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‘Fall’ came to me for review.

As usual, I was working at my desk attending calls from businesses and assuring them, ‘All Izz Well’, with regards to their various concerns. A mail popped that I got a package from SBI Mutual Fund. I wondered as I had made no investments whatsoever in the last last few decades. When I signed and collected the package, I found this book ‘Fall’. And I recalled my friend ‘Cracked Pots’ fame Suresh Kumar suggesting me of a book written by his friend.


‘Fall’ is a thriller novel and is written by Vijay Raghav who works in SBI, Mumbai. The book was published by ‘Frog Books’ which is one of the imprints of ‘Lead Start Publishing’. Vijay had sent me a free copy. In any case, the book was rightly priced at INR 145 and in Infibeam is currently available at INR 104. I flipped through the book and found that there were poems sprinkled across the pages. It was not surprising as the authors earlier book is a collection of poems. The book was light and fonts right for easy read.

Generally, every thriller starts with a murder. Some clue is got. The breadcrumbs are followed. A motive is identified. And the culprit is nabbed. The success is when the author keeps the reader connected to the book, either by the story or by the way it is written. This novel is simple in English, and what kept me attached to the book is its story. There are a couple of love, couple of murders and a few friendships. The plot beautifully weaves a beautiful story with these incidents. Even those incidents that looked aloof, sit in its appropriate place in the story towards its end. Simple, connected and beautiful. Someone could actually try a movie based on this story.

When I flipped through the book for the first time, I found a lot of poems in between. Frankly I felt that the book may be a little poetic and yes, why hiding, a little boring. When I started to read I was actually skipping the poems. However, the poems started to make sense when I had finished the book. I flipped the book again and went through the poems. Now, after finishing the book, I am cherishing the poems. The poems does not sit with the format of poems, but the author gives a reasonable justification for this prose-poetry style. So don’t miss the poems. Even if you did, I am sure you would comeback and read them again atleast after reading the last love story.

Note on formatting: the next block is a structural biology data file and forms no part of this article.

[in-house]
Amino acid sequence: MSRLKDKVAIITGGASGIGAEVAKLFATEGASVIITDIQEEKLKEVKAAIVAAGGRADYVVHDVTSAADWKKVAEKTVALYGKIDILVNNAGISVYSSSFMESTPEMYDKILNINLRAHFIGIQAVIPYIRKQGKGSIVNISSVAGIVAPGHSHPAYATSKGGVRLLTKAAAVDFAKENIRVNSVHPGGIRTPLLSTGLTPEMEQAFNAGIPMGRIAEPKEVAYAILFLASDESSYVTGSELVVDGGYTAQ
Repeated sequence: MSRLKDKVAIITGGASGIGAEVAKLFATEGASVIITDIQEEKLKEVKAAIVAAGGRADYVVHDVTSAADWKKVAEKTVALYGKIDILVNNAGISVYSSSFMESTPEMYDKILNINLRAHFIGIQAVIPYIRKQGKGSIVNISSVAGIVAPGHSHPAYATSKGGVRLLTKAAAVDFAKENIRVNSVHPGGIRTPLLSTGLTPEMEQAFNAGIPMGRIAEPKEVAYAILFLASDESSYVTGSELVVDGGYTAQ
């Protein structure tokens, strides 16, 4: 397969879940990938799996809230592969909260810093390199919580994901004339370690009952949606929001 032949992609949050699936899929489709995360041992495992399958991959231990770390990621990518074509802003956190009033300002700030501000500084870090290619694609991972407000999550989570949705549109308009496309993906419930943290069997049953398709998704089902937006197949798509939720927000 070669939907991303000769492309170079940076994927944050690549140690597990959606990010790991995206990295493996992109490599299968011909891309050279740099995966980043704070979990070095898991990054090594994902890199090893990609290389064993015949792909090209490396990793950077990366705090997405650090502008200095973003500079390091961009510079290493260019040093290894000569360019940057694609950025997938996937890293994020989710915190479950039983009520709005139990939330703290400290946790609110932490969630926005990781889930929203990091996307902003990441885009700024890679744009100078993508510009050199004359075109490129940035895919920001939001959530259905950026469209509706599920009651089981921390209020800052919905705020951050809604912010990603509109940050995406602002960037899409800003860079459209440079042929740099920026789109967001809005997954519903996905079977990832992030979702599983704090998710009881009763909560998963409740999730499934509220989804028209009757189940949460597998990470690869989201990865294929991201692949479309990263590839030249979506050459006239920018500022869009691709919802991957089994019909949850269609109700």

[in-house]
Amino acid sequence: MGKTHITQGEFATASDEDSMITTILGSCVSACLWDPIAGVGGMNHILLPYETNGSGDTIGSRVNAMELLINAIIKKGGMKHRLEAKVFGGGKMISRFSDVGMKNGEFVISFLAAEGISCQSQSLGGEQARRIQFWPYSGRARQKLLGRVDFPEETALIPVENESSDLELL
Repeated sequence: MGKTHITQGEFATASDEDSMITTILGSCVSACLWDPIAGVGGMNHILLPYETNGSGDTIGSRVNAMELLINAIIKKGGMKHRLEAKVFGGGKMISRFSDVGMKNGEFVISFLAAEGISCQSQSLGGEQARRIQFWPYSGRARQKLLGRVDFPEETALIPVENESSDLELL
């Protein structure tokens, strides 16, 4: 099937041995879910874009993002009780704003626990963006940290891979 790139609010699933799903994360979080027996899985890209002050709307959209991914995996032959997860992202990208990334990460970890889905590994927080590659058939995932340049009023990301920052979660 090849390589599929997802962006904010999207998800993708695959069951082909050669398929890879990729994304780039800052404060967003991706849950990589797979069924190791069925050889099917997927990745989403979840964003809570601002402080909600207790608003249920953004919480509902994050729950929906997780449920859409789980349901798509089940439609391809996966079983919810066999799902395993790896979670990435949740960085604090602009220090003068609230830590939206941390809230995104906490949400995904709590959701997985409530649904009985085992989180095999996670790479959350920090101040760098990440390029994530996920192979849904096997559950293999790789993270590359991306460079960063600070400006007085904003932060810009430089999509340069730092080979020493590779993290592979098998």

The novel, to create suspense, has a little mathematical puzzle which I believe the author could have well got away with. The puzzle is interesting but I felt the logical mathematical puzzle a speed breaker in this emotional story. Some may like playing with numbers and like this puzzle. But, I was so engrossed with the love and murder and friendship that I was looking to quickly beyond this puzzle and proceed with the story. Clever thing about the puzzle is that the author has invented a special set of number rather than actually using any existing series. So no one can actually find fault or a loop-hole with the puzzle.

The plot happens, not in India, but in a foreign land. First, again like with the poems of the novel, I felt tough to get grasp of the land and its customs. The names of the characters had to be remembered. I kept wondering why a foreign land was chosen, and not India for it would have been easier for me to get connected with the story. The reasons are unveiled at the end. Because of the selection of the place where the story happens, I felt more connected more connected with the last love more than the first two loves. I actually started reading the poems after this last love.

In any story, there will be a hero, atleast if not a super-hero. He / she would be someone who could do anything and would be an intellect to solve any kind of problems. Notable point in this novel is that no one is a super-hero, not even the villain has any super power. There are characters who give in to emotions, characters who fail and detectives who take help. I very much like this aspect of characterization in the novel. There are more than 2 detectives, 2 policemen and so on. Every policeman / detective needs help. And this would be the actual case in real life. I think I would have not enjoyed the book had there been a super-hero who does all by himself. The characters are hence felt real and I could more connect with the story.

Short, packed with story, I would rather call ‘Fall’ an emotional story rather than just a thriller. I again say, someone could actually try a movie based on this story.

P.S.: Vijay and I have planned to meet sometime in Mumbai, which I am eagerly looking forward. Then I would get his sign on my copy.

Vijay Raghav

Karthik Nilagiri

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